Do you occasionally (or often) hear a little voice that whispers, “Today’s the day they figure out I don’t really deserve this job?”
People refer to it as “imposter syndrome.” Actually, the two graduate students who pioneered this field of study back in the late ’70s dubbed it “imposter phenomenon” – because it isn’t some diagnosable illness, it’s a feeling that happens to us, even the most accomplished, from time to time.
Suzanne Imes and Pauline Rose Clance initially focused their ”imposter” studies on women who were breaking into the workplace in those days, but over time, they and other scholars learned that anyone can be susceptible to feeling like a fraud.
Clance shares this on her website:
“Most people who experience the Impostor Phenomenon (IP) would not say, ‘I feel like an impostor.’ Yet, when they read or hear about the experience, they say, ‘How did you know exactly how I feel?’ And how do they feel? Even though they are often very successful by external standards, they feel their success has been due to some mysterious fluke or luck or great effort; they are afraid their achievements are due to ‘breaks’ and not the result of their own ability and competence. They are also pretty certain that, unless they go to gargantuan efforts to do so, success can not be repeated. They are afraid that next time, I will blow it.”
Even though the chances are slim that competent people are going to “blow it,” I hear from plenty of them who wish they could quiet that pesky voice of self-doubt.
So, let me offer a few tips to help:
- Count your blessings. Take inventory. Don’t be humble. Make a list of every skill or quality you’ve been told you possess, accomplishments that brought you joy, problems you’ve solved, and smart folks who seek out your counsel. Keep that list in a form that’s easily accessible. Keep adding to it. Refer to it when you’re having a bad moment. Make it a touchstone for days you’re facing doubts, to remind you what’s real.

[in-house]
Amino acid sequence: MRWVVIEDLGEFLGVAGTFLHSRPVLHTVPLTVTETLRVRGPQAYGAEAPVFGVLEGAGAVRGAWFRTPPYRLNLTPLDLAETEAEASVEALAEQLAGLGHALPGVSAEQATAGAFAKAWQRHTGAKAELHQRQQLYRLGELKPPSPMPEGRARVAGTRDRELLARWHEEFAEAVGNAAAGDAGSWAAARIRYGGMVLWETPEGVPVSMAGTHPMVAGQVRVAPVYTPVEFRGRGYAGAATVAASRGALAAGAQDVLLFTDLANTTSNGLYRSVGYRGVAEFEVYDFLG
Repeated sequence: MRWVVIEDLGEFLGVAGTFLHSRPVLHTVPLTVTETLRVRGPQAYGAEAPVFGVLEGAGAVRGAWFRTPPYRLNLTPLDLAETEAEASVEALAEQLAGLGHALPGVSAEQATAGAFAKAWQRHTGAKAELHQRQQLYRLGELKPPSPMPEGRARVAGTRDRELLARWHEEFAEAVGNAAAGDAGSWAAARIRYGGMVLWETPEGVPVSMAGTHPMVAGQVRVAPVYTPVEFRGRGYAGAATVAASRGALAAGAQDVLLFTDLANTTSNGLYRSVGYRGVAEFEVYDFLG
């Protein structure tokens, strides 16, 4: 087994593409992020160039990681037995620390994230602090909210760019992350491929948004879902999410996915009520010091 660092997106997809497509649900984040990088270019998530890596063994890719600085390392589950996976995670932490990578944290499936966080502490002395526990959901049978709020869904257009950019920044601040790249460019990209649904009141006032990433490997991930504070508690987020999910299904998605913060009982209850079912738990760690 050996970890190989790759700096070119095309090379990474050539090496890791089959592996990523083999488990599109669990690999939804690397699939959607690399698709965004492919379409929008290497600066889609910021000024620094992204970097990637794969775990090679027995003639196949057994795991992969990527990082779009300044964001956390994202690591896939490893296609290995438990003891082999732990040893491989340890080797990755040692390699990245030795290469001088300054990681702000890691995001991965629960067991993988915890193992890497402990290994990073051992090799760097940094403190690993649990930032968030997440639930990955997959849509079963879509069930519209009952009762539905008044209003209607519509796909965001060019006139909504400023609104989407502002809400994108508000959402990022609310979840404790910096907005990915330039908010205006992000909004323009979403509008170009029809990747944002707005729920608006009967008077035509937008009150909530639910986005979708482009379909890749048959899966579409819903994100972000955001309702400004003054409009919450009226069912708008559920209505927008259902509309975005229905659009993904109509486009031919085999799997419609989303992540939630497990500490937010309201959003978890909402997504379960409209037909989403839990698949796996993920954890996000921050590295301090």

- Tell your story to yourself. What’s the overarching narrative of your work and life so far? Something like: “I’m the first in my family to graduate college. I’ve honed my writing skills to tell unforgettable stories. Co-workers have said the work’s better when I’m on the team.” Or “I can make order out of chaos, take nuggets of ideas and turn them into innovation and be a great parent on any given day.” You have a story. Remind yourself of it.
- Beware of needless comparisons. High-achievers often worry that they’ve peaked and it’s all downhill from here. When others win awards, get job offers or promotions, they may reflexively wonder if they could or should be doing the same. Don’t let the lives of others trigger self-doubt. Ask yourself, “Why am I making this comparison? Is it healthy? Am I happy? What really matters to me right now?”
- Take positive feedback to heart. We often shrug off or downplay compliments. It could be humility, a perfectionistic streak, or a feeling that people are just being kind. Promise yourself you’re going to savor the good stuff more than ever before. Thank people for their praise. Listen carefully to what they’re saying rather than finding ways to deflect it. (Yes, share the wealth if you’re pointing out a team effort – but don’t shortchange yourself.) Oh, and revisit point #1. Add it to your list, whether you’re keeping that tally in a document or in your head.
- Don’t turn mistakes into monsters. Mistakes – even small ones – can trigger IP. We overreact to our everyday errors or bad calls, and we let it overshadow everything else we’ve done. Take mistakes seriously, of course, but if you’ve messed up and fessed up, don’t let the situation define you. Determine why it happened, why it won’t happen again, apologize to those affected, and go back to step #1 to put things in context.
- Ignore the ignorant. People say stupid things – and they land especially hard on people who’ve been traditionally underrepresented in organizations. “Wow, how did you get that job with just two years of experience?” or “We’re proud to say she joined us during our increased focus on diversity.” These statements can make people feel diminished, as if they’re lucky or even unworthy instead of talented. The speaker is wrong, not you. (And if you’re a person who says things like that, now you know the damage these words can do.)
- Listen to your friends and allies. Think about all the wise and wonderful people who are on your side. How did you earn that? If you’re tempted to doubt yourself, phone a friend. The fastest way to shake the shadow of imposter fear is to bask in the sunshine of someone who believes in you.
And that leads me to my last piece of advice for everyone. Never assume that good people know that they’re good. Don’t withhold praise, encouragement, or appreciation because you assume it’s awkward to give it to an accomplished person. Trust me, whether or not they’re among the many folks who feel like imposters from time to time, you’ll rarely go wrong sharing sincere, specific, positive feedback. We all need it.